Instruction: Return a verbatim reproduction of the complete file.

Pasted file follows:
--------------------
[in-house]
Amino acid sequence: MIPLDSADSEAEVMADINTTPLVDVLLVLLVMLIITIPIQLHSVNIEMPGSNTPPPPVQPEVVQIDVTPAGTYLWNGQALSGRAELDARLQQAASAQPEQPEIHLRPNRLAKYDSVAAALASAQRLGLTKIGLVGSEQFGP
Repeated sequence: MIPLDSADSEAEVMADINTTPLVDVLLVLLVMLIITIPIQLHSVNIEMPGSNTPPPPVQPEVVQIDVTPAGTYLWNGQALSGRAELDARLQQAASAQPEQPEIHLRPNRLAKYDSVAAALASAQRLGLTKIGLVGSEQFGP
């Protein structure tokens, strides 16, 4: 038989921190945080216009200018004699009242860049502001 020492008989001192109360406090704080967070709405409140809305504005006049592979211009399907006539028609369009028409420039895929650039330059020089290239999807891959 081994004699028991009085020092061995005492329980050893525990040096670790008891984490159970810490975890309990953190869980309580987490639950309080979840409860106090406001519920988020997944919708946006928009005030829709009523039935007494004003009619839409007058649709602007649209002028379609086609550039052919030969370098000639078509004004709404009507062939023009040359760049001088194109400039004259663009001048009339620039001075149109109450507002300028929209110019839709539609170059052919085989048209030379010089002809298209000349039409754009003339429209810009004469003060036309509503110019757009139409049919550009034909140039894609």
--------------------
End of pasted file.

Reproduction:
[in-house]
Amino acid sequence: MIPLDSADSEAEVMADINTTPLVDVLLVLLVMLIITIPIQLHSVNIEMPGSNTPPPPVQPEVVQIDVTPAGTYLWNGQALSGRAELDARLQQAASAQPEQPEIHLRPNRLAKYDSVAAALASAQRLGLTKIGLVGSEQFGP
Repeated sequence: MIPLDSADSEAEVMADINTTPLVDVLLVLLVMLIITIPIQLHSVNIEMPGSNTPPPPVQPEVVQIDVTPAGTYLWNGQALSGRAELDARLQQAASAQPEQPEIHLRPNRLAKYDSVAAALASAQRLGLTKIGLVGSEQFGP
């Protein structure tokens, strides 16, 4: 038989921190945080216009200018004699009242860049502001 020492008989001192109360406090704080967070709405409140809305504005006049592979211009399907006539028609369009028409420039895929650039330059020089290239999807891959 081994004699028991009085020092061995005492329980050893525990040096670790008891984490159970810490975890309990953190869980309580987490639950309080979840409860106090406001519920988020997944919708946006928009005030829709009523039935007494004003009619839409007058649709602007649209002028379609086609550039052919030969370098000639078509004004709404009507062939023009040359760049001088194109400039004259663009001048009339620039001075149109109450507002300028929209110019839709539609170059052919085989048209030379010089002809298209000349039409754009003339429209810009004469003060036309509503110019757009139409049919550009034909140039894609």